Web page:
Withconsolidation in full swing, remaining anchors have more clout with landlords.
“They are becoming much more demanding,” says Michael Dee, a retail expert at Grubb & Ellis. And, with fewer and fewer retailers to anchor a project, developers are giving in.
While anchors have always received lower rents or co-tenancy provisions, they now also want to limit the number of pad sites so their stores have more visibility, and to create more parking.
Some anchors, such as Kohl's, now ask for higher contributions from landlords for tenant improvements, says Dee. For example, the retail chain may ask for $15 to $18 a square foot, compared with, say, $12 before, according to Dee.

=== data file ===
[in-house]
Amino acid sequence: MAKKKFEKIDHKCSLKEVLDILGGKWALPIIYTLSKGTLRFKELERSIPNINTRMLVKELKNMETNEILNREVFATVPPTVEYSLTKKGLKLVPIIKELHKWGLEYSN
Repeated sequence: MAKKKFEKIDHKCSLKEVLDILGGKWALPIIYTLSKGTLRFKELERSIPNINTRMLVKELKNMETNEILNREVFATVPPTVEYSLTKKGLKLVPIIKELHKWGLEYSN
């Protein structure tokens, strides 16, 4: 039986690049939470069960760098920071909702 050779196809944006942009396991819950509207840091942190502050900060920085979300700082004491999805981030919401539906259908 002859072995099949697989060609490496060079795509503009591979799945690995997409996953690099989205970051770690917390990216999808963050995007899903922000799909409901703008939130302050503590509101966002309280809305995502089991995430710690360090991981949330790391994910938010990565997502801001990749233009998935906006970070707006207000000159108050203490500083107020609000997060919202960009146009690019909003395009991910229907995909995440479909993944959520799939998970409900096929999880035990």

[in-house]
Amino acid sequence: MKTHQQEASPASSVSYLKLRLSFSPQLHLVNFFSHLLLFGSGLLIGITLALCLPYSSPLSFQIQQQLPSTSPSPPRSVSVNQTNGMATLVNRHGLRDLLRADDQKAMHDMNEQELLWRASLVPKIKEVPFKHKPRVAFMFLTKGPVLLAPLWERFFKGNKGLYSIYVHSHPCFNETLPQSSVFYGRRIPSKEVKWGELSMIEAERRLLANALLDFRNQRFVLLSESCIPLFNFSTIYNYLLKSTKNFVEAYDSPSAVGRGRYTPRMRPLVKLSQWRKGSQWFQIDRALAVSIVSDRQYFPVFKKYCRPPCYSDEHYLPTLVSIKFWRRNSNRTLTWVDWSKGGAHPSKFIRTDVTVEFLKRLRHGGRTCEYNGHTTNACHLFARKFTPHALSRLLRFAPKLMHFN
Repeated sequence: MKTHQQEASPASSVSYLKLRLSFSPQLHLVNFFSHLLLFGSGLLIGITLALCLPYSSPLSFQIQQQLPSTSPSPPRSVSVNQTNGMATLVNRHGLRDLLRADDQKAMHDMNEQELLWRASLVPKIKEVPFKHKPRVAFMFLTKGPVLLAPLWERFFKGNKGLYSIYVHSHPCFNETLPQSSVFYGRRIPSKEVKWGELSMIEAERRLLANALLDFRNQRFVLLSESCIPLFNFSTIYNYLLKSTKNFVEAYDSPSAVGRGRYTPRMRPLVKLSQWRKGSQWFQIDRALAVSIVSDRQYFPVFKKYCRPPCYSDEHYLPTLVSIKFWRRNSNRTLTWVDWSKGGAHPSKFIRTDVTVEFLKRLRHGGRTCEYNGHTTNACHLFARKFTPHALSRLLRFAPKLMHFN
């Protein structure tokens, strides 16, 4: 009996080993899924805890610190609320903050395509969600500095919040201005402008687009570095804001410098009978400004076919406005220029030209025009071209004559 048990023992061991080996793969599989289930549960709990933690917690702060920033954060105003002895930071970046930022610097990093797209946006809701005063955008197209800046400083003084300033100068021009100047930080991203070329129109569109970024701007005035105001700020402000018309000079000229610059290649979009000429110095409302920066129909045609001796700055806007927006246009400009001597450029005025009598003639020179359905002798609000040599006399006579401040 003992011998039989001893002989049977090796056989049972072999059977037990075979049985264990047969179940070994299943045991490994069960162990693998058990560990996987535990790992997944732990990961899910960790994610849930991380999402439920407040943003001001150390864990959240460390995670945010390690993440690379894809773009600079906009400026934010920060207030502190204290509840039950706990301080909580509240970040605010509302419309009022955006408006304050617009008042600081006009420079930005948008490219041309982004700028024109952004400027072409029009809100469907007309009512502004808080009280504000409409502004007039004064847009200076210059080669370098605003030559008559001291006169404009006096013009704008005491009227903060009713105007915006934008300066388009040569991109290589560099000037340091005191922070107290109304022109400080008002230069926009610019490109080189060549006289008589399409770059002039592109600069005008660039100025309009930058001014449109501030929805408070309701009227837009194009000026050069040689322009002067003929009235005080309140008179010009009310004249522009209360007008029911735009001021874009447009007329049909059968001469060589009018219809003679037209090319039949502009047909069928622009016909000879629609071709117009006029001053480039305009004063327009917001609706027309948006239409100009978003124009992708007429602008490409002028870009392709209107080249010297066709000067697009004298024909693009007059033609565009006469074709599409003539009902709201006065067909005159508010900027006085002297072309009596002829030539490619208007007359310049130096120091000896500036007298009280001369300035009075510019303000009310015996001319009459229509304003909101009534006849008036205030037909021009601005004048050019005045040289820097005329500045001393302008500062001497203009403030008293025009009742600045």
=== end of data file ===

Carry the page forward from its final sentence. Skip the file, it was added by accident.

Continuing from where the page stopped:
The power shift underscores the need for developers to have good relationships with winning retailers, says Wendy Seher, director of anchorfor Federal Realty, which owns and manages 17.4 million square feet. “You have fewer and fewer anchor tenants to choose from because of consolidation.”